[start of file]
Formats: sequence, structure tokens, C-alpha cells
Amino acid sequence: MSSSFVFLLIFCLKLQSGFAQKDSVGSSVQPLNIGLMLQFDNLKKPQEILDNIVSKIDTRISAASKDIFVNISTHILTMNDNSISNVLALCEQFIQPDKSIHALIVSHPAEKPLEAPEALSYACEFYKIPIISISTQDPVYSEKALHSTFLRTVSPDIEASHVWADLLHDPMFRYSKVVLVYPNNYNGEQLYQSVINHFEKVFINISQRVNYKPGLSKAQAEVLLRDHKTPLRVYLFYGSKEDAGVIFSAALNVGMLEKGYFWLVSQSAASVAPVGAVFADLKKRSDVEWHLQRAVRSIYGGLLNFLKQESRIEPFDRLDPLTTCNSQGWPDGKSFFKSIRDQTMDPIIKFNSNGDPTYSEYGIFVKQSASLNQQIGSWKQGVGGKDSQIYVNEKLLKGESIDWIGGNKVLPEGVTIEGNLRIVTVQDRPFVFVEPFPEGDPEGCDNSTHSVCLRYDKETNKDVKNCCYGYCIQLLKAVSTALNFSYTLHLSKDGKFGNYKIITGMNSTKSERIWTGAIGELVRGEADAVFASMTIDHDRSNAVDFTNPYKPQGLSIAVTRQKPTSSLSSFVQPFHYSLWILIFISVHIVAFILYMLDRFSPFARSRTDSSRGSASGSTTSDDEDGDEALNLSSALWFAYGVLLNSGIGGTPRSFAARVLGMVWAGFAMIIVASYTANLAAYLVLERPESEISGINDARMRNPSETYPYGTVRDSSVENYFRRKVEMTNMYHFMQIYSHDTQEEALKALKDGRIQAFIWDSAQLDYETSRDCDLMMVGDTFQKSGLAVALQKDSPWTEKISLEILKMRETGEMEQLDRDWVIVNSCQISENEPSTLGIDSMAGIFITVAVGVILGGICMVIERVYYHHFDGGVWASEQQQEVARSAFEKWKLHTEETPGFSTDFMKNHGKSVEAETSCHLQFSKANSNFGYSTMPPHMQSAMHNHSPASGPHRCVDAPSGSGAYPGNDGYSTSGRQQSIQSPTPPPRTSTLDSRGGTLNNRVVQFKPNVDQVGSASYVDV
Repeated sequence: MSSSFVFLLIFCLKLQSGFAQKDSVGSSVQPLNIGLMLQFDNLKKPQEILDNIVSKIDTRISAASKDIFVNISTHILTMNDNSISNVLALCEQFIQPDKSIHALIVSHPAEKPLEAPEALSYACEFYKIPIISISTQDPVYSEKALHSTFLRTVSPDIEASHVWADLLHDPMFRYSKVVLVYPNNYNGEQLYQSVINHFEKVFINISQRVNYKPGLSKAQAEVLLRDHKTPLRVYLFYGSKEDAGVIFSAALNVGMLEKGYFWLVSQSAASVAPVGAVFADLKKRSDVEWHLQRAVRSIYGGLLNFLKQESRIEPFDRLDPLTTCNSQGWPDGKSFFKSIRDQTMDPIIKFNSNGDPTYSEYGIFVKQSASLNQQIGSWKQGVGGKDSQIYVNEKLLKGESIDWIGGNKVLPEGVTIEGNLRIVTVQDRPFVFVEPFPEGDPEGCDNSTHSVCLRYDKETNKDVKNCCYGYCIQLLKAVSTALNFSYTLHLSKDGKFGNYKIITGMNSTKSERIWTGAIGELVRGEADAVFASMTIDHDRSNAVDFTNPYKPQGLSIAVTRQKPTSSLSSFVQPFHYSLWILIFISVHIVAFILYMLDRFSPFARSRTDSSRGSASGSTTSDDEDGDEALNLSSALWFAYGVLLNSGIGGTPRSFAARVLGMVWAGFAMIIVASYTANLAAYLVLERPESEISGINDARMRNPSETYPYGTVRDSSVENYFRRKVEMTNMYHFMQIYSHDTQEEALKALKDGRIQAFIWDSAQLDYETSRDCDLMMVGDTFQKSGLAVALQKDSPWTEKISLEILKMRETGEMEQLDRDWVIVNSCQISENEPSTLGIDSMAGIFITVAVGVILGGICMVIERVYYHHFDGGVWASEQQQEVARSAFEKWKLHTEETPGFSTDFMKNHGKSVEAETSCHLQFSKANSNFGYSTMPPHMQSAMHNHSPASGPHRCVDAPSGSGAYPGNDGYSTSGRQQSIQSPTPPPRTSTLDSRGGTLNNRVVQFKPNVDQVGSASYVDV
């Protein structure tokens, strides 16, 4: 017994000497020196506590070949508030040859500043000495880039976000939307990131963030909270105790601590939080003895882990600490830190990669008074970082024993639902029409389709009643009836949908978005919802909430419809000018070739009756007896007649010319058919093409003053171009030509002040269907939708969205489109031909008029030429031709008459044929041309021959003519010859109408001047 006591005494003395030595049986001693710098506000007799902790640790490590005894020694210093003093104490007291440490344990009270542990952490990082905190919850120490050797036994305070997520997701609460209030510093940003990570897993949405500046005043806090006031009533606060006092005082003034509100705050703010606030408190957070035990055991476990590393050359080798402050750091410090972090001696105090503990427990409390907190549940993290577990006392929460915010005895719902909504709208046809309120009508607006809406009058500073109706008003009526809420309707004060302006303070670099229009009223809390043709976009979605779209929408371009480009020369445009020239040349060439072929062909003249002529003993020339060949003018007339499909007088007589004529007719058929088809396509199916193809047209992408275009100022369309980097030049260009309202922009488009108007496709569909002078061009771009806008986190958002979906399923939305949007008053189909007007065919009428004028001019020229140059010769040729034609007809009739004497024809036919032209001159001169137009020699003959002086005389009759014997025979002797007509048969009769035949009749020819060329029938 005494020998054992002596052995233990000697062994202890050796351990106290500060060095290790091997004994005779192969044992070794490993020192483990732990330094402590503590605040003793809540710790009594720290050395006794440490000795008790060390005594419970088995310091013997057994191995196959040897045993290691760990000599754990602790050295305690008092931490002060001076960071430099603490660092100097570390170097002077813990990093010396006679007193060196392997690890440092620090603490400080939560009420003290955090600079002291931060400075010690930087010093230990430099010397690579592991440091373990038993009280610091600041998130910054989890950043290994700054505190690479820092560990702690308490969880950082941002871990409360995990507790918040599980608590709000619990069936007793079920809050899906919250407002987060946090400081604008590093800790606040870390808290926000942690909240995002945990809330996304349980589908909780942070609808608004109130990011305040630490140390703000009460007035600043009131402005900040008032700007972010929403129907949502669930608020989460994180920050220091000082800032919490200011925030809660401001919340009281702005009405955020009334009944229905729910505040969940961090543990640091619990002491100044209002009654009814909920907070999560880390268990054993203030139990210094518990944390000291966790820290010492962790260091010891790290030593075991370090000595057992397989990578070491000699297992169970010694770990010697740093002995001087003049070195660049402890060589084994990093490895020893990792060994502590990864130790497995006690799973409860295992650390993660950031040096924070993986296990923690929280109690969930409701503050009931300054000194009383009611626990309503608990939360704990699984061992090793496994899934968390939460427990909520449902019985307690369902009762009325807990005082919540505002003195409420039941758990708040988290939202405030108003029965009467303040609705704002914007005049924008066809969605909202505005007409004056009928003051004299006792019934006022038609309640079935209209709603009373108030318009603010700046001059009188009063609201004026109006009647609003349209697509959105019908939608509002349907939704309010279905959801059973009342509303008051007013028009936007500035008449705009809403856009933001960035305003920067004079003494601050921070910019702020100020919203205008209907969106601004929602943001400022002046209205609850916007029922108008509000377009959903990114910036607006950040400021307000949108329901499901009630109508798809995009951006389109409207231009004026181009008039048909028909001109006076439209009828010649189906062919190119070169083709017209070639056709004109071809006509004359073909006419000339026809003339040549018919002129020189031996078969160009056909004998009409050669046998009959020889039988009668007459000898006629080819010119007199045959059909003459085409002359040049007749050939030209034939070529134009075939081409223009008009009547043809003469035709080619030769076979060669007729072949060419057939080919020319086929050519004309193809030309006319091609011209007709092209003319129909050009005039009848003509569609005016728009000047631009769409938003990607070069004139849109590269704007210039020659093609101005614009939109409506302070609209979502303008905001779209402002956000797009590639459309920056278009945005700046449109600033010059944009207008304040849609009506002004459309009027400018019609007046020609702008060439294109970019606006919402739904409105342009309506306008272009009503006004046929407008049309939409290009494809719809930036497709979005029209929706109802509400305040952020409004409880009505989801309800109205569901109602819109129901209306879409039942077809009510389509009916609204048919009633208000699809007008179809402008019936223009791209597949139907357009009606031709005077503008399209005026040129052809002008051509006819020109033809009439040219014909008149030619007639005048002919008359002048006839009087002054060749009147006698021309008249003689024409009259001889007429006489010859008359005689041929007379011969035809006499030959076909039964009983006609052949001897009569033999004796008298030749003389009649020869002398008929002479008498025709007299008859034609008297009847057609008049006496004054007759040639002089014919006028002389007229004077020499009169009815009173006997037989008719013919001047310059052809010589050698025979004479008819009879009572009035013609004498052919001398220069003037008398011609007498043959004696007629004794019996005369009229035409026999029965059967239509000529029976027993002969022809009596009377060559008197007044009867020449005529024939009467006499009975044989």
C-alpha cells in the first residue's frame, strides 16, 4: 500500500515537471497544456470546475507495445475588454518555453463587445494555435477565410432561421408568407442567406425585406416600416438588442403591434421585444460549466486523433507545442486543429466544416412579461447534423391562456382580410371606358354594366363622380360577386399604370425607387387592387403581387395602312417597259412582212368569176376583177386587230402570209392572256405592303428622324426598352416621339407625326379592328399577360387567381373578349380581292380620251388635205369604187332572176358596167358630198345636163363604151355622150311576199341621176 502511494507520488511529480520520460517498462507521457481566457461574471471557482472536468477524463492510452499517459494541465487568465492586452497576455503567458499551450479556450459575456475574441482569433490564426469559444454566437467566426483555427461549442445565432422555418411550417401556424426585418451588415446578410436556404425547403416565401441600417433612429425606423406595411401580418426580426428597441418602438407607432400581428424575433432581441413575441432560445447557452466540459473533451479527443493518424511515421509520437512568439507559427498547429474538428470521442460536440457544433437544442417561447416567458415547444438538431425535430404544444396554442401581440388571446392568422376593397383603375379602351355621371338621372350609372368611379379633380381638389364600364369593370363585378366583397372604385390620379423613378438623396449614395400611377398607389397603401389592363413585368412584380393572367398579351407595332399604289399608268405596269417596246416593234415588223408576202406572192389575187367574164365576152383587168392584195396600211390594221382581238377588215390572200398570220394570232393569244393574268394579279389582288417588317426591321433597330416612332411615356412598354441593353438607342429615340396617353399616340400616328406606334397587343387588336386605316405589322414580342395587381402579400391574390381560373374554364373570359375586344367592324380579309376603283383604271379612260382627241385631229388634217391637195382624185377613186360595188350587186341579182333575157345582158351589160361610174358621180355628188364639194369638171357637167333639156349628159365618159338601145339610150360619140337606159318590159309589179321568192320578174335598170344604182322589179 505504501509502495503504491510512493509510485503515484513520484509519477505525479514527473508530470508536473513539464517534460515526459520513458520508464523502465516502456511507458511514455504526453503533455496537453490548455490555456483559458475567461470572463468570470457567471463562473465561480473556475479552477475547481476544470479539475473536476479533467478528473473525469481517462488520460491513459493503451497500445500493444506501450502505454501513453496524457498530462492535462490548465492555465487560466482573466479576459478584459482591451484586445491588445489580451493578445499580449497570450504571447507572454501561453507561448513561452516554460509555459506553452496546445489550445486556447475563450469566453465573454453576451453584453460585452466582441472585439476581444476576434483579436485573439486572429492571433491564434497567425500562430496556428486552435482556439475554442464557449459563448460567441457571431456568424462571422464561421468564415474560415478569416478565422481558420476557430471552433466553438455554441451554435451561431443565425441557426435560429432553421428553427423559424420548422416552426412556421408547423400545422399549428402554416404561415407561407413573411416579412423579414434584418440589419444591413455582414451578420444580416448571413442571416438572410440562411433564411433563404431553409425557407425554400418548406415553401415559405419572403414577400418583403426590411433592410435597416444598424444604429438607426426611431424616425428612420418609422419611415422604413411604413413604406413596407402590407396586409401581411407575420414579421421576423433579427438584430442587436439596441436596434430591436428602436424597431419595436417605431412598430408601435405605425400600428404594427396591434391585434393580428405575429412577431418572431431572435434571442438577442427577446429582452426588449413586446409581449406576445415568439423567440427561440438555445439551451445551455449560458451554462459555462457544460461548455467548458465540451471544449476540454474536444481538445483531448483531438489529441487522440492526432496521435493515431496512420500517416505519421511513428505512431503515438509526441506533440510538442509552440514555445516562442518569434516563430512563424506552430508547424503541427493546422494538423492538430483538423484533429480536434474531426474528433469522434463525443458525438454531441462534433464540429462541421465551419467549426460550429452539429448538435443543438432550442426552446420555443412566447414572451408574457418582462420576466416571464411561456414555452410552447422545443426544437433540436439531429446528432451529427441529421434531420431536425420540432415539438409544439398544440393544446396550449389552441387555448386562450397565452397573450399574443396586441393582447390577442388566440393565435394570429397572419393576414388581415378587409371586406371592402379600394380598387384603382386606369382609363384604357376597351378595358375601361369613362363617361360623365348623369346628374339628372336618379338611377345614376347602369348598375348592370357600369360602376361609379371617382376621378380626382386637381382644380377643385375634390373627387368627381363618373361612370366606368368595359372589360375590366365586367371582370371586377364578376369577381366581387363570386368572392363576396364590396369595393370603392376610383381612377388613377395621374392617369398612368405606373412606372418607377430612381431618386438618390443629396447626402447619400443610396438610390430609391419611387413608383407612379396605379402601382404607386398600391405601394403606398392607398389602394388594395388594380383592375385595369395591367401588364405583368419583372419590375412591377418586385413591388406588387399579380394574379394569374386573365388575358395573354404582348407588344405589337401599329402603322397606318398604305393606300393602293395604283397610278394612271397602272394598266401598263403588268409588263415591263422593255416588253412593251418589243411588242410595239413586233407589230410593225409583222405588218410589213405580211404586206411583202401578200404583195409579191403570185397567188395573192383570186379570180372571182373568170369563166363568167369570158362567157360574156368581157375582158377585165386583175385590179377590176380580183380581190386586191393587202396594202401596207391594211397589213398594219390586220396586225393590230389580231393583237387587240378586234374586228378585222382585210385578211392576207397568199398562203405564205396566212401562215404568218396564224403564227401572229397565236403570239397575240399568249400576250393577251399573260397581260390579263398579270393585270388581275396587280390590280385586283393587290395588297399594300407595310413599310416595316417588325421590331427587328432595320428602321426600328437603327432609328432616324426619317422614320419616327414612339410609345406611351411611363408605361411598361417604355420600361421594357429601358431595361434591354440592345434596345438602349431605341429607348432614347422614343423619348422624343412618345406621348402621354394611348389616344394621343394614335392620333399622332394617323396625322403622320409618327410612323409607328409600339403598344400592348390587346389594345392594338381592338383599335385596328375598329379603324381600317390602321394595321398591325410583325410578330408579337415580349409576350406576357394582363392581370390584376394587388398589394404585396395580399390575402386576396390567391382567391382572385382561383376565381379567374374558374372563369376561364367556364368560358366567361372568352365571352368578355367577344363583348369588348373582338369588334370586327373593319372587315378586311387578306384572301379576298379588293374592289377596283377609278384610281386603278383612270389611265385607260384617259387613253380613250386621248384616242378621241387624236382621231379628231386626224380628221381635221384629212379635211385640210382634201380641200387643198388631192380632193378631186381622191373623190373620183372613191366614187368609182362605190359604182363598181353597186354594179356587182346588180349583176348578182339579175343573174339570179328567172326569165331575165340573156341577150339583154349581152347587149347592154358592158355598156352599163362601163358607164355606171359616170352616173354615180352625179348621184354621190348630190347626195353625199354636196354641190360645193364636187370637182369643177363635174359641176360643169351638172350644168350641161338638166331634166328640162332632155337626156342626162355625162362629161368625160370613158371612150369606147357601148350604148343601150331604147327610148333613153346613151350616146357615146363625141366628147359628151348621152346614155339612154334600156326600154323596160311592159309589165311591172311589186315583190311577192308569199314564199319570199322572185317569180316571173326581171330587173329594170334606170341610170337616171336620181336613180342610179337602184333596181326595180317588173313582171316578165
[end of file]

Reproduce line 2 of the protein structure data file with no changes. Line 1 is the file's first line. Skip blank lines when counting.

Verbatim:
Amino acid sequence: MSSSFVFLLIFCLKLQSGFAQKDSVGSSVQPLNIGLMLQFDNLKKPQEILDNIVSKIDTRISAASKDIFVNISTHILTMNDNSISNVLALCEQFIQPDKSIHALIVSHPAEKPLEAPEALSYACEFYKIPIISISTQDPVYSEKALHSTFLRTVSPDIEASHVWADLLHDPMFRYSKVVLVYPNNYNGEQLYQSVINHFEKVFINISQRVNYKPGLSKAQAEVLLRDHKTPLRVYLFYGSKEDAGVIFSAALNVGMLEKGYFWLVSQSAASVAPVGAVFADLKKRSDVEWHLQRAVRSIYGGLLNFLKQESRIEPFDRLDPLTTCNSQGWPDGKSFFKSIRDQTMDPIIKFNSNGDPTYSEYGIFVKQSASLNQQIGSWKQGVGGKDSQIYVNEKLLKGESIDWIGGNKVLPEGVTIEGNLRIVTVQDRPFVFVEPFPEGDPEGCDNSTHSVCLRYDKETNKDVKNCCYGYCIQLLKAVSTALNFSYTLHLSKDGKFGNYKIITGMNSTKSERIWTGAIGELVRGEADAVFASMTIDHDRSNAVDFTNPYKPQGLSIAVTRQKPTSSLSSFVQPFHYSLWILIFISVHIVAFILYMLDRFSPFARSRTDSSRGSASGSTTSDDEDGDEALNLSSALWFAYGVLLNSGIGGTPRSFAARVLGMVWAGFAMIIVASYTANLAAYLVLERPESEISGINDARMRNPSETYPYGTVRDSSVENYFRRKVEMTNMYHFMQIYSHDTQEEALKALKDGRIQAFIWDSAQLDYETSRDCDLMMVGDTFQKSGLAVALQKDSPWTEKISLEILKMRETGEMEQLDRDWVIVNSCQISENEPSTLGIDSMAGIFITVAVGVILGGICMVIERVYYHHFDGGVWASEQQQEVARSAFEKWKLHTEETPGFSTDFMKNHGKSVEAETSCHLQFSKANSNFGYSTMPPHMQSAMHNHSPASGPHRCVDAPSGSGAYPGNDGYSTSGRQQSIQSPTPPPRTSTLDSRGGTLNNRVVQFKPNVDQVGSASYVDV